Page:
CAHS Manitoba's next meeting, on Thursday 29 October at 7 pm CDT, will feature chapter secretary Bill Zuk, who will speak on the history of Atlantic crossings by air. Bill's story began a decade ago, when the first of a series of journeys to Canada's Maritime provinces led to visits to the places where aviation history was made in the transatlantic era where aviators tested their frail aircraft against the dangers of the North Atlantic crossing. The locations included St. John's Newfoundland. where Alcock and Brown had triumphed over a collection of adventurers who also wanted to win the Daily Mail £10,000 award. In trying to retrace their steps to find Lester's Field, the small unprepared strip where the pair had taken off, I found it was not marked on any map, but a day of sleuthing finally led to a modern day Royal Canadian Legion that stands on the same ground. Trips to other Newfoundland sites were just as unusual from Trepassey where Curtiss NC Flying Boats made the first flight across the North Atlantic, albeit in a series of hops in 1919. The small outport and harbour was also where the Friendship later set off in 1928 with the first woman to cross the Atlantic on board, a virtual unknown aviatrix, Amela Earhart. In 1932, Earhart returned to fly solo from Harbour Grace, Newfoundland to Ireland. Other famous flights took me to Gander where the RCAF carried out wartime ferry missions, to the less well known Cartwright where Italian General Balbo had set down after a formation flight across the Atlantic and even DIldo (yes, Dildo) which was the end point of an aerial crossing by the massive Dornier DO.X. There were other trips to New Brunswick to St. John to trace where Amelia's newspaper had come from- more about this curio later. Prince Edward Island led me to where CFB Summerside, now gone, was an important waypoint much like Gander had become, especially on 9/11. Stay tuned for more stories of the men and women who flew the North Atlantic. Bill's bio is below.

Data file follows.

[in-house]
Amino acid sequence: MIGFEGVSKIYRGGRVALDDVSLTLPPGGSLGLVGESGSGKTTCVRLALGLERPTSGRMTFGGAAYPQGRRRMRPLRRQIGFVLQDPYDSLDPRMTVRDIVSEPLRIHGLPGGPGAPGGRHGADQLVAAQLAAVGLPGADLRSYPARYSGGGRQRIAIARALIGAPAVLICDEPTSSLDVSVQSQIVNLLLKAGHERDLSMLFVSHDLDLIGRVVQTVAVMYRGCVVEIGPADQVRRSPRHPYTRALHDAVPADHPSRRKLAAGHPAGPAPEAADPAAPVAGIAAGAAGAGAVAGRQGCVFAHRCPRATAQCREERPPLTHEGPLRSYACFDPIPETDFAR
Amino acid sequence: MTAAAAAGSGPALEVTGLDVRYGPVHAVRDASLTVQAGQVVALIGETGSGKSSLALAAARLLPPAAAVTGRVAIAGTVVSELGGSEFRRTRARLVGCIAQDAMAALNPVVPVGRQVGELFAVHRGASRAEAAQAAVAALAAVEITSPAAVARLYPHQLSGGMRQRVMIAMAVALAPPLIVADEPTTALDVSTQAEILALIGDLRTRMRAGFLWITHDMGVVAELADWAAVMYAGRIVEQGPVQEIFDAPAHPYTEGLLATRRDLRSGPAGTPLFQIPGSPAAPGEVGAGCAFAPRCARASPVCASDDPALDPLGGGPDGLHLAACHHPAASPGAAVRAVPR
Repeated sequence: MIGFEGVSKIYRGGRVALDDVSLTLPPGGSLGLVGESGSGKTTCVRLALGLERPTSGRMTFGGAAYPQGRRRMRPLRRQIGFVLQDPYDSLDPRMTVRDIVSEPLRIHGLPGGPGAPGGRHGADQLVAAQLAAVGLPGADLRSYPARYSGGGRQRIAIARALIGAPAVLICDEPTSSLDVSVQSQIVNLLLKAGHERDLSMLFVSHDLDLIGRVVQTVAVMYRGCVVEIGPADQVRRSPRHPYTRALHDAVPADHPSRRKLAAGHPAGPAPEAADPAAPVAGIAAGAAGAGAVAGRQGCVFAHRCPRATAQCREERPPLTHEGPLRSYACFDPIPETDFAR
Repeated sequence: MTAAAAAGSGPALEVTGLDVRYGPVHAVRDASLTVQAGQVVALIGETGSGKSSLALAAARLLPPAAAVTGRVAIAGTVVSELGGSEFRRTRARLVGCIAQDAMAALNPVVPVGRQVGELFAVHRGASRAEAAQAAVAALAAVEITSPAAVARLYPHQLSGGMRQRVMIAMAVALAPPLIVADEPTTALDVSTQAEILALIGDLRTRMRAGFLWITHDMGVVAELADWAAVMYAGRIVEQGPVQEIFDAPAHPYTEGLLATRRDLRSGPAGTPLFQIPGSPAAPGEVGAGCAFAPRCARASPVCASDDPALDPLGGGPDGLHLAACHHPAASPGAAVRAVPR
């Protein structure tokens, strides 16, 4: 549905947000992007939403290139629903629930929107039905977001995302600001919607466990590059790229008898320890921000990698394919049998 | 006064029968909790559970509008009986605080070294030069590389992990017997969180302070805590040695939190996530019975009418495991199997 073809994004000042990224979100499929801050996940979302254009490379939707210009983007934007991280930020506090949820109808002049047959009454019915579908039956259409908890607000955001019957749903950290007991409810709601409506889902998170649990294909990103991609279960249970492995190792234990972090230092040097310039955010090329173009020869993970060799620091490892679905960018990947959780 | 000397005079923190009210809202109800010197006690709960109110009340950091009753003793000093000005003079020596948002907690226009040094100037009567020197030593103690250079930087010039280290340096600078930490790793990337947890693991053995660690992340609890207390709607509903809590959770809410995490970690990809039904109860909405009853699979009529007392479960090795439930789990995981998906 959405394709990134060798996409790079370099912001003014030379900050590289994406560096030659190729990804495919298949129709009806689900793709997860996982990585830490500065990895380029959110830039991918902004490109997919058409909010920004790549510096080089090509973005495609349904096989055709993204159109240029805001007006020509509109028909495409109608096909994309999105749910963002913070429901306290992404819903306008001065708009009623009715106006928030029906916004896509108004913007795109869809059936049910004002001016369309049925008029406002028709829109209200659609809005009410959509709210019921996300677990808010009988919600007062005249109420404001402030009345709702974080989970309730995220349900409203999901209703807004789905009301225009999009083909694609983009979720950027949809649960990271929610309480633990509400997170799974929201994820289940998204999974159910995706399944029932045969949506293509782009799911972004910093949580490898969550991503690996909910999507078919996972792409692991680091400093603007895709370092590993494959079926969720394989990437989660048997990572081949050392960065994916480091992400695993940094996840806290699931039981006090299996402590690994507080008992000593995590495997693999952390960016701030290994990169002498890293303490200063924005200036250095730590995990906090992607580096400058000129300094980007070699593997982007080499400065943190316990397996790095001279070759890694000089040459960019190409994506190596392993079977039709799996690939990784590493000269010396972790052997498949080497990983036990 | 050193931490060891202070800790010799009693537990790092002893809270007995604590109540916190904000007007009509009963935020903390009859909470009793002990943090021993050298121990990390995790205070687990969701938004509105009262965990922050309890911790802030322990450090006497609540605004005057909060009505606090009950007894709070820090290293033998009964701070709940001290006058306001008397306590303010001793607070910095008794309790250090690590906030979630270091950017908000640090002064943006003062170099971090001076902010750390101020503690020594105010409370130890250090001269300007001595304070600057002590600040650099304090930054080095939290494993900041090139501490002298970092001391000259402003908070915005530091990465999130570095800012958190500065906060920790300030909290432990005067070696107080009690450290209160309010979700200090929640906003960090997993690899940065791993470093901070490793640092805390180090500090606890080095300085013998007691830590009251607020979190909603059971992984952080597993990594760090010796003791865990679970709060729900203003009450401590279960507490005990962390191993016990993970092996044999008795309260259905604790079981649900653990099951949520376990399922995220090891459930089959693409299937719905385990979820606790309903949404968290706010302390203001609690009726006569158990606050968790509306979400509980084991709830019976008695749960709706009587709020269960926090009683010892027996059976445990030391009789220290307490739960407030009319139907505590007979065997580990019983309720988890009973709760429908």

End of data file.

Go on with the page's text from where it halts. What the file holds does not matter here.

The meeting poster is here. This meeting will be online only. To attend, you must sign up at, no later than three hours before the meeting, so that we can send you the link. Our events are free and open to CAHS members and everyone interested in Canadian aviation history.

Our next meeting will be Thursday 26 November at 7 pm CDT.